top of page
  • Susan Murphy

fOiled Again: Section 232’s Catch-22 for OCTG

Photo WPX Energy Courtesy © Jim Blecha,

Every June we take the temperature of the oil patch and judging by the tone of our many conversations this month we'd say, without exception, full 'June' fever has taken hold in the form of the Section 232 (aka Section ‘Catch-22’) investigation. While the probe is occupying more bandwidth than we have space, we’re going to try and break down the parts most likely to affect OCTG into bite-sized pieces. There are two reasons why OCTG is expected to be impacted by the 232: 1) OCTG imports currently account for 60% of the market YTD despite multiple expensive and time-consuming new trade cases and 2) OCTG is at “the top of the food chain” when ranking steel products in terms of profitability. That said, with the scope yet to be defined it’s too early to make predictions. First some context: the 232 initiated on April 20, 2017 is a rare investigation into national security (broadly defined as economic and energy security) implications of steel imports. A 270-day timeline (or January 14, 2018) to deliver findings and recommendations to the president is allowed by law but this study has been hyper-expedited and while follow-up briefings were scheduled for last week they were cancelled due to lack of consensus on the approach. If the Commerce Department finds that imports threaten to impair the national security, the president has up to 90 days to determine whether to use his statutory authority to “adjust imports” and another 15 days to implement his course of action though many expect an earlier announcement. The authority of the president is broad, but it is not unlimited. No president before Trump has determined that retroactive import restriction must be taken to protect national security so imposing relief on imports that have already entered the country seems unlikely. Thus the worst case, from an import perspective, is that ships that are more than 15 days from US shores when the decision is made may be affected. Of course this assumes congress concurs with his decision and it won’t encounter legal challenges, or unilateral retaliations by aggrieved trading partners or even market turmoil—all decided possibilities. While various remedies are available, there are three more likely recommendations that the Commerce Department could make: 1) imposing tariffs above and beyond the countervailing duty (CVD) and antidumping (AD) ones already in place, 2) imposing quotas or 3) a hybrid of sorts, a “tariff-rate quota.” The tariff-rate quota option includes quotas on specific products from specific countries with new tariffs for imports above those levels. Secretary Ross has suggested this option would help mitigate price risk for steel consumers. Considering the ramifications of any outcome, interests of both steelmakers and steel consumers need to be throughly considered. Domestic mills tend to favor tariffs or tariff-rate quotas (to equalize the values/selling prices between domestics and imports) whereas E&Ps are inclined to prefer quotas. Since there is no perfect answer and no clear cut winner in these cases, the “tariff-rate quota” may be the best choice. For operators in the oil patch, the #1 concern is that favor shown toward domestic producers will force prices higher. Simply put, there will have to be some give and take for all concerned and that is as it should be. The fact is, we’re all in this together and some form of an economically viable domestic OCTG industry is a critical part of the whole if E&Ps are to operate as well-oiled machines. Section 232 also has the potential to send the cost differential between domestic and international HRC soaring. In this way the ruling needs to take into consideration not only steel imports but pipe imports, too. Likewise, it could trigger false hope among domestic OCTG suppliers that might expand supply only to have the ruling overturned without long-term market dynamics to support their operations. In any event, more severe import restrictions will force seamless and welded producers alike to buttress their operations in order to defray the costs of taking up for products that they have no financial incentive to produce. These issues will undoubtedly weigh on the market and the potential for some fallout in 2H17 exists. As we mark the halfway point of an otherwise gratifying year, the sobering Section 232 debate swirling in our midst reminds us that navigating through the first six months was half the battle. Photo WPX Energy Courtesy © Jim Blecha,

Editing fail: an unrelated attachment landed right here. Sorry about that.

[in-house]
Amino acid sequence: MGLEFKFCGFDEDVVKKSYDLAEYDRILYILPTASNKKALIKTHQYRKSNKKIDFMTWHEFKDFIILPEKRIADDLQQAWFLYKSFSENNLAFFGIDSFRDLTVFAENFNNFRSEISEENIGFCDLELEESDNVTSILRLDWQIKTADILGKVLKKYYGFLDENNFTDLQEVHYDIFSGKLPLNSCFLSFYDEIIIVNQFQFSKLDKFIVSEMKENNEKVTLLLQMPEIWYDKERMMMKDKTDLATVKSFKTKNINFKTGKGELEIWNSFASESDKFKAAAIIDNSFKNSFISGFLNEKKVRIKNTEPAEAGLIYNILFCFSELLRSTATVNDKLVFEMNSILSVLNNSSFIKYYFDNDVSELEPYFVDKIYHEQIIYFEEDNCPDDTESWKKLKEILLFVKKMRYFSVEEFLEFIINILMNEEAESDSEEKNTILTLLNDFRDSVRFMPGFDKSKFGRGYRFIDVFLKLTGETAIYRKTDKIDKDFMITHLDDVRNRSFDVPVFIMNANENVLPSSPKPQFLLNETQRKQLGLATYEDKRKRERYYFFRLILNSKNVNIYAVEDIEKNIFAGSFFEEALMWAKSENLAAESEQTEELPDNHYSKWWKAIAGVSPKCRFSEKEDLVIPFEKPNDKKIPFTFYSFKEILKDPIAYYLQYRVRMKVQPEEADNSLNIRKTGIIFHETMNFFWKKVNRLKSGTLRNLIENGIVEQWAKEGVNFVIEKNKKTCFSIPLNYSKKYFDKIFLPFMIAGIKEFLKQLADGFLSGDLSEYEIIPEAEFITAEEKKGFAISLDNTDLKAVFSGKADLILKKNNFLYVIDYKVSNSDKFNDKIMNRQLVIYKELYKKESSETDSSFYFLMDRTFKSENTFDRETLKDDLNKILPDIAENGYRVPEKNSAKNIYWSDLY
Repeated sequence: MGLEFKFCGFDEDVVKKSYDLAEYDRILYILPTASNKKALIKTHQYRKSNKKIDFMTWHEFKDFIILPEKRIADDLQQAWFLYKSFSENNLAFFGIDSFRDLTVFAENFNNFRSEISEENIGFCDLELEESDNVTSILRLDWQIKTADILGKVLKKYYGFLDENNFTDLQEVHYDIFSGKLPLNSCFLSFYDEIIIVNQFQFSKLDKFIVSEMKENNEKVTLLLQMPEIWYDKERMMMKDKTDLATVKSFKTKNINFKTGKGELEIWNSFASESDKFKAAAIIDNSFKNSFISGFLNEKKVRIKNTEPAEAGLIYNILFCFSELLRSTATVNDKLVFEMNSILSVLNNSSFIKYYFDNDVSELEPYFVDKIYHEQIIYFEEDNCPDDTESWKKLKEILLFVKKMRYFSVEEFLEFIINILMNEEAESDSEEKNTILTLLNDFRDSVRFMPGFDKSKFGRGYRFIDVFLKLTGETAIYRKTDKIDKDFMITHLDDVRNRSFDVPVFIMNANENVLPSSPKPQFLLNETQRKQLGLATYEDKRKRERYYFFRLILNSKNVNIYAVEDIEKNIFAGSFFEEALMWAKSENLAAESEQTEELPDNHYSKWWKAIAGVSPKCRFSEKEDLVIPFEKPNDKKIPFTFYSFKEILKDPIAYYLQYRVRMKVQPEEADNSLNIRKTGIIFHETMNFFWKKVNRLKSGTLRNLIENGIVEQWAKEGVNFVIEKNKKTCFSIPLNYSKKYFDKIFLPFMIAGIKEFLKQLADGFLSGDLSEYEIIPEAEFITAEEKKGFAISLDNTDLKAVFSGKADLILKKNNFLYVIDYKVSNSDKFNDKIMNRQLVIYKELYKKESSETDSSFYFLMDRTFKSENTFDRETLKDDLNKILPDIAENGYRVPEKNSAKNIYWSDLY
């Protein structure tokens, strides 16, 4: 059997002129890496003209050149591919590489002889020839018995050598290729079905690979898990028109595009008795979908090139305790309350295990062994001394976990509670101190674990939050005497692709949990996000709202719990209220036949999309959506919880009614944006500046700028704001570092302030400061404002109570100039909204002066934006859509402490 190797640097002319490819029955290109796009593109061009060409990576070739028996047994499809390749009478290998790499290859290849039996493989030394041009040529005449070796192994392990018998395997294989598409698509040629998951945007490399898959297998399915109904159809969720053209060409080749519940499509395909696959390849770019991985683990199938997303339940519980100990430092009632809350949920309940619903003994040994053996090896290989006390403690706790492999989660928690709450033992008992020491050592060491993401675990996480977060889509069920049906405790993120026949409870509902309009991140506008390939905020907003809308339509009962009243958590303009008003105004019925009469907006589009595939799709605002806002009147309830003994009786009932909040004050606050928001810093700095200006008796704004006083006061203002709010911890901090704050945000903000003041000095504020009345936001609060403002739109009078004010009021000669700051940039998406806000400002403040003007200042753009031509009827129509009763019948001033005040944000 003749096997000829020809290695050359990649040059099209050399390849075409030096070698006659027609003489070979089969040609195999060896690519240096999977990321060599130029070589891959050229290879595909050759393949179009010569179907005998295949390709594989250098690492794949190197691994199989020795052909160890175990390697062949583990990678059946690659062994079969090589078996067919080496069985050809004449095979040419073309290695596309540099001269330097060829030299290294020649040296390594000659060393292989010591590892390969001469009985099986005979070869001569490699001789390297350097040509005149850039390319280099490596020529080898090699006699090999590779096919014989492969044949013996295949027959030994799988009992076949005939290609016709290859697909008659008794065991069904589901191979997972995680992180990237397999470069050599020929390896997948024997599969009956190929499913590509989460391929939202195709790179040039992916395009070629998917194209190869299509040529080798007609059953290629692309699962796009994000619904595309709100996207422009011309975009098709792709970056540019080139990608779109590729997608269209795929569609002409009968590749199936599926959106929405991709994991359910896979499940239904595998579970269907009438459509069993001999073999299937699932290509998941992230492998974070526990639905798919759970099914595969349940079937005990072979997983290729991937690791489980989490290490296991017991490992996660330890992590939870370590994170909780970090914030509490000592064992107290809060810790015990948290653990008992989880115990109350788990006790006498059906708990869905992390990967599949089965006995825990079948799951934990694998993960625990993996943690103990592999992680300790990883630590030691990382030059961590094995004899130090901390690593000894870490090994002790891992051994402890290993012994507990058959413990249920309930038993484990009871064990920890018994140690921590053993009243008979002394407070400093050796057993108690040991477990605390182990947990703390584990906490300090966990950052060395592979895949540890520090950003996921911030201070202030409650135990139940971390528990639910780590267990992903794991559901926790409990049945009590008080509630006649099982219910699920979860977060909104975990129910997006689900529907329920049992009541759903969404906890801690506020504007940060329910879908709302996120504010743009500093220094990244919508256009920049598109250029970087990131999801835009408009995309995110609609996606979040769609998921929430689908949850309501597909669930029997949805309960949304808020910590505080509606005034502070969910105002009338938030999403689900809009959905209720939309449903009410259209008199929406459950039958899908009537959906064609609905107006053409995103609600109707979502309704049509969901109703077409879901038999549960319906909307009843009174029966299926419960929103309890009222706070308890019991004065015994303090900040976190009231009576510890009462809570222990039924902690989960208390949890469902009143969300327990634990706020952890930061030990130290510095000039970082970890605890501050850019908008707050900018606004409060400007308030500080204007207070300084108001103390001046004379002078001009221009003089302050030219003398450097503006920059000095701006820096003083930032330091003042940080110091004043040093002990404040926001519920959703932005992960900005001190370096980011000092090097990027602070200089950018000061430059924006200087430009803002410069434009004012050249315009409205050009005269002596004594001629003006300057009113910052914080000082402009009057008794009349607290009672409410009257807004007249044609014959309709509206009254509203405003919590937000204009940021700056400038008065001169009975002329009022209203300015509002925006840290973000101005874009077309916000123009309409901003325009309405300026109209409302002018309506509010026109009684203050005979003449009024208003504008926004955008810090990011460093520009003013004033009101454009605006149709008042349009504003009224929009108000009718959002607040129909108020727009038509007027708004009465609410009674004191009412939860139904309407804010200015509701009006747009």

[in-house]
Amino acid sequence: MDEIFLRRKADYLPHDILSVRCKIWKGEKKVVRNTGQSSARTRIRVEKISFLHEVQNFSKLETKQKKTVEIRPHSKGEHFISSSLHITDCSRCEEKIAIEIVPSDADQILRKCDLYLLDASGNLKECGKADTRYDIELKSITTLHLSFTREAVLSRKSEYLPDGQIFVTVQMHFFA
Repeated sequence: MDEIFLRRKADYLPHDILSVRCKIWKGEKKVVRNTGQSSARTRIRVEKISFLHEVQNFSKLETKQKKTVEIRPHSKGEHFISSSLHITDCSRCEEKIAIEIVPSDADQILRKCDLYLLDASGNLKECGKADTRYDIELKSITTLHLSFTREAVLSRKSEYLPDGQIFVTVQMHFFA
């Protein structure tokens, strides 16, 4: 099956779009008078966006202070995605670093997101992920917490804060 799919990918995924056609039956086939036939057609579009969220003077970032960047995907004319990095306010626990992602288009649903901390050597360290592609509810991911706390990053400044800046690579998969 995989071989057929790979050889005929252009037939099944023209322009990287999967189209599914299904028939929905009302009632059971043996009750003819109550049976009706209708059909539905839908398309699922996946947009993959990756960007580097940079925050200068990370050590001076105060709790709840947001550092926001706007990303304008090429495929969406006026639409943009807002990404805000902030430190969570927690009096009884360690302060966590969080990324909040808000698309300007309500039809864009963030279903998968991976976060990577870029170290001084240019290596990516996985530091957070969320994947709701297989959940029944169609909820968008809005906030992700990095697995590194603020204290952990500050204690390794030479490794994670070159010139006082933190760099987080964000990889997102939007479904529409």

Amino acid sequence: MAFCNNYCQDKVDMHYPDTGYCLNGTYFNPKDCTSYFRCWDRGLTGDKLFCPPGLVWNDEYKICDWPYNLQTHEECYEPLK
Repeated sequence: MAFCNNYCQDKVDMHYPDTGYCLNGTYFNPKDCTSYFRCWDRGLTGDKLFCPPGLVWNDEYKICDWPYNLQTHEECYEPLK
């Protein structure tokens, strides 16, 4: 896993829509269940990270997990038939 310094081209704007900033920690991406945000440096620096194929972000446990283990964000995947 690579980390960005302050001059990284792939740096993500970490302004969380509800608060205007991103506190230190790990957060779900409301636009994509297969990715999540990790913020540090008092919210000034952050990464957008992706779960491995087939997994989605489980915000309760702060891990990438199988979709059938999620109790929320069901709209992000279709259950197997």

113 views0 comments
bottom of page